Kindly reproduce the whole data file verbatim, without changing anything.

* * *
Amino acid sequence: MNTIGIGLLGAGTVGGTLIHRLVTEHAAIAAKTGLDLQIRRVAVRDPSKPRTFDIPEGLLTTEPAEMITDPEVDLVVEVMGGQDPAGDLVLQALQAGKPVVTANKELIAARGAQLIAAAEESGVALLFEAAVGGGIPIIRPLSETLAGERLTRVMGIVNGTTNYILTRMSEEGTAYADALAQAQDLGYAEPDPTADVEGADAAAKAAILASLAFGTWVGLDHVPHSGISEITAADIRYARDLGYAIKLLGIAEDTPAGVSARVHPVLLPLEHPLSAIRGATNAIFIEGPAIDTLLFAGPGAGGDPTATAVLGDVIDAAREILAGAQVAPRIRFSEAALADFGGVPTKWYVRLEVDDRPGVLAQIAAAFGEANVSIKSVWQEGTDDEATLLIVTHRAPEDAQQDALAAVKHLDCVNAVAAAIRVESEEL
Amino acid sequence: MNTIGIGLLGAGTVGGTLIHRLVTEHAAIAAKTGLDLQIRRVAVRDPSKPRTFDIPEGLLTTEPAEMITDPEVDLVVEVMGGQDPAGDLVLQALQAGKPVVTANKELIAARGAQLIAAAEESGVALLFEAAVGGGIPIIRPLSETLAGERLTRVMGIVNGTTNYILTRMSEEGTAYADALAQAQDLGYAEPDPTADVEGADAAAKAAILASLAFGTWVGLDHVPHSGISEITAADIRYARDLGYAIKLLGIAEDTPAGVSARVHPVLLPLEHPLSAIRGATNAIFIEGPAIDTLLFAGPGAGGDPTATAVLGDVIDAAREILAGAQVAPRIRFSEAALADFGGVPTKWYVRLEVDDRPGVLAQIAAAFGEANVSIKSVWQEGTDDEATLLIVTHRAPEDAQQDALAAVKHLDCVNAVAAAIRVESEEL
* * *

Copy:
Amino acid sequence: MNTIGIGLLGAGTVGGTLIHRLVTEHAAIAAKTGLDLQIRRVAVRDPSKPRTFDIPEGLLTTEPAEMITDPEVDLVVEVMGGQDPAGDLVLQALQAGKPVVTANKELIAARGAQLIAAAEESGVALLFEAAVGGGIPIIRPLSETLAGERLTRVMGIVNGTTNYILTRMSEEGTAYADALAQAQDLGYAEPDPTADVEGADAAAKAAILASLAFGTWVGLDHVPHSGISEITAADIRYARDLGYAIKLLGIAEDTPAGVSARVHPVLLPLEHPLSAIRGATNAIFIEGPAIDTLLFAGPGAGGDPTATAVLGDVIDAAREILAGAQVAPRIRFSEAALADFGGVPTKWYVRLEVDDRPGVLAQIAAAFGEANVSIKSVWQEGTDDEATLLIVTHRAPEDAQQDALAAVKHLDCVNAVAAAIRVESEEL
Amino acid sequence: MNTIGIGLLGAGTVGGTLIHRLVTEHAAIAAKTGLDLQIRRVAVRDPSKPRTFDIPEGLLTTEPAEMITDPEVDLVVEVMGGQDPAGDLVLQALQAGKPVVTANKELIAARGAQLIAAAEESGVALLFEAAVGGGIPIIRPLSETLAGERLTRVMGIVNGTTNYILTRMSEEGTAYADALAQAQDLGYAEPDPTADVEGADAAAKAAILASLAFGTWVGLDHVPHSGISEITAADIRYARDLGYAIKLLGIAEDTPAGVSARVHPVLLPLEHPLSAIRGATNAIFIEGPAIDTLLFAGPGAGGDPTATAVLGDVIDAAREILAGAQVAPRIRFSEAALADFGGVPTKWYVRLEVDDRPGVLAQIAAAFGEANVSIKSVWQEGTDDEATLLIVTHRAPEDAQQDALAAVKHLDCVNAVAAAIRVESEEL